There are more ways SSDI regulations could be manipulated to result in a lower output of government cash. The Bush administration could make eligibility rules more restrictive by changing the definition of “disabled” or make formula changes that cut benefits. They could use Continuing Reviews that determine whether a disabled person can work or not to purge disabled people from the rolls, increase the number of work credits required to qualify, and eliminate the annual cost of living adjustments, to name a few.

Over the years there have been rumblings about how the disability rolls have grown out of control, how Social Security bureaucrats function poorly by not meeting mandates and that the disability system is in disarray. These kinds of messages helped to drive the devastating cuts to SSDI in the 1980s when Reagan was president. The Reaganites arbitrarily sent tens of thousands of disabled people notices that they were no longer “disabled” and cut off their benefits entirely. This resulted in extreme hardship and death in many instances.

In a double whammy to the SSDI program, Bush’s Social Security commission also recommended that access to disability accounts prior to retirement age be barred. This means reduced Social Security benefits, and no money from the accounts to cushion the loss. Such a change would defeat the purpose of SSDI entirely.

So you say, private disability insurance can pick up the pieces. There is no private insurance plan that can compete with the amount workers pay into Social Security and the return on those payroll tax dollars. For a 27-year-old worker with a spouse and two children, for instance, Social Security provides the equivalent of a $353,000 disability insurance policy. The vast majority of workers would be unable to obtain similar coverage through private markets.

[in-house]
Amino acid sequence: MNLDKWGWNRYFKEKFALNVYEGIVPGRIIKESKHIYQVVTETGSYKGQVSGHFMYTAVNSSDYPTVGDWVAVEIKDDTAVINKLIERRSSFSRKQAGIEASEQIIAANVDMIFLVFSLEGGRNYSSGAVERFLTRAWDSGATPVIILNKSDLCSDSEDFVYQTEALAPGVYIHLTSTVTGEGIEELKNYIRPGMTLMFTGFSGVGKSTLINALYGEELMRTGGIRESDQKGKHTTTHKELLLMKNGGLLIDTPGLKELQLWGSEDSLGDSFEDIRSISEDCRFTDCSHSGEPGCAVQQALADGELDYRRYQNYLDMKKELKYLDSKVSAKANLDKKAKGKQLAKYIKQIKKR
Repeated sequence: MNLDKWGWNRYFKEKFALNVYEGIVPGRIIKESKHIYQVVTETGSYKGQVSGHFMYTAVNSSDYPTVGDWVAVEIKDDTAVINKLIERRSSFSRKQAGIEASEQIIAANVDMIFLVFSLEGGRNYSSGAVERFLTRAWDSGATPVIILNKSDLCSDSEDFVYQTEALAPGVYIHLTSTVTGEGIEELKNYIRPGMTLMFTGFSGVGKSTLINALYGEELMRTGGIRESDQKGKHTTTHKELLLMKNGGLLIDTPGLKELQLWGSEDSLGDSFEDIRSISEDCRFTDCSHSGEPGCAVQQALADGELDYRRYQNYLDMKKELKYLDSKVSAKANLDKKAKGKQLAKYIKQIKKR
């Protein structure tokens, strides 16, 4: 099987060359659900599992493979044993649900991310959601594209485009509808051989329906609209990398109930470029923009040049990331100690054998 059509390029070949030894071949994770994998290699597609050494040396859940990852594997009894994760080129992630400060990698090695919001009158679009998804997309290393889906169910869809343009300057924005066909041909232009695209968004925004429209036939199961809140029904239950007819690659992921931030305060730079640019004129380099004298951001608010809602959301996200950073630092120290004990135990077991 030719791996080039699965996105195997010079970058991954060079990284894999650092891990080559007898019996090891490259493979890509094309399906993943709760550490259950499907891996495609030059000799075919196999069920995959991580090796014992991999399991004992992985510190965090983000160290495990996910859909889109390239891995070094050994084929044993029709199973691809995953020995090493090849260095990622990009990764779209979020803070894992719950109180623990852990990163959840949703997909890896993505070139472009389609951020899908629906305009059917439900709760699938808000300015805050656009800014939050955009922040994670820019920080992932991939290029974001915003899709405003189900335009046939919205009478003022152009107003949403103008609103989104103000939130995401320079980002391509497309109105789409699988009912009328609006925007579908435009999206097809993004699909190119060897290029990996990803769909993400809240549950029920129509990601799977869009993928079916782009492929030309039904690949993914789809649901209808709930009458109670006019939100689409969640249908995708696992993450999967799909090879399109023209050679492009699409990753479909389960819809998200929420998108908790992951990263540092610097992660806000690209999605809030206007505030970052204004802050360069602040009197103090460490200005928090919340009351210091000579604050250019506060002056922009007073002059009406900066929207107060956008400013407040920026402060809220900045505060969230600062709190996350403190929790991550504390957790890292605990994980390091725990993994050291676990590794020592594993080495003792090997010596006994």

According to the General Accounting Office, in 1996, only 26 percent of private-sector employees had long-term disability coverage under employer-sponsored insurance plans. Work-related coverage has been shrinking not expanding since then. It is not unheard of that after 40 years of paying into private disability insurance the insurer refuses to recognize impairment as incapacitating and denies a claim.

How about the prospect that private investment accounts could replace lost disability benefits? In January 2001, after examining a number of privatization plans, the General Accounting Office concluded, “the income from (workers’ individual accounts) was not sufficient to compensate for the decline in the insurance benefits that disabled beneficiaries would receive.”

This is in part because balances would accumulate over much shorter periods of time than retirement accounts and would, therefore, provide much less income in the event that a worker becomes disabled.

Almost 8 million disabled workers and dependents rely on SSDI. It is shameful that the Bush administration is forcing us to defend Social Security rather than improve it. I would like SSDI not only to remain intact for my daughter in the event she may need it, I would like to see it provide disabled workers with an income above the poverty level. I suspect other parents feel the same.

MARTA RUSSELL is an independent journalist and author who writes on the political, social and economic aspects of disablement. She is the author of BEYOND RAMPS, DISABILITY AT THE END OF THE SOCIAL CONTRACT (Common Courage Press, 1998). She can be reached: ap888@lafn.org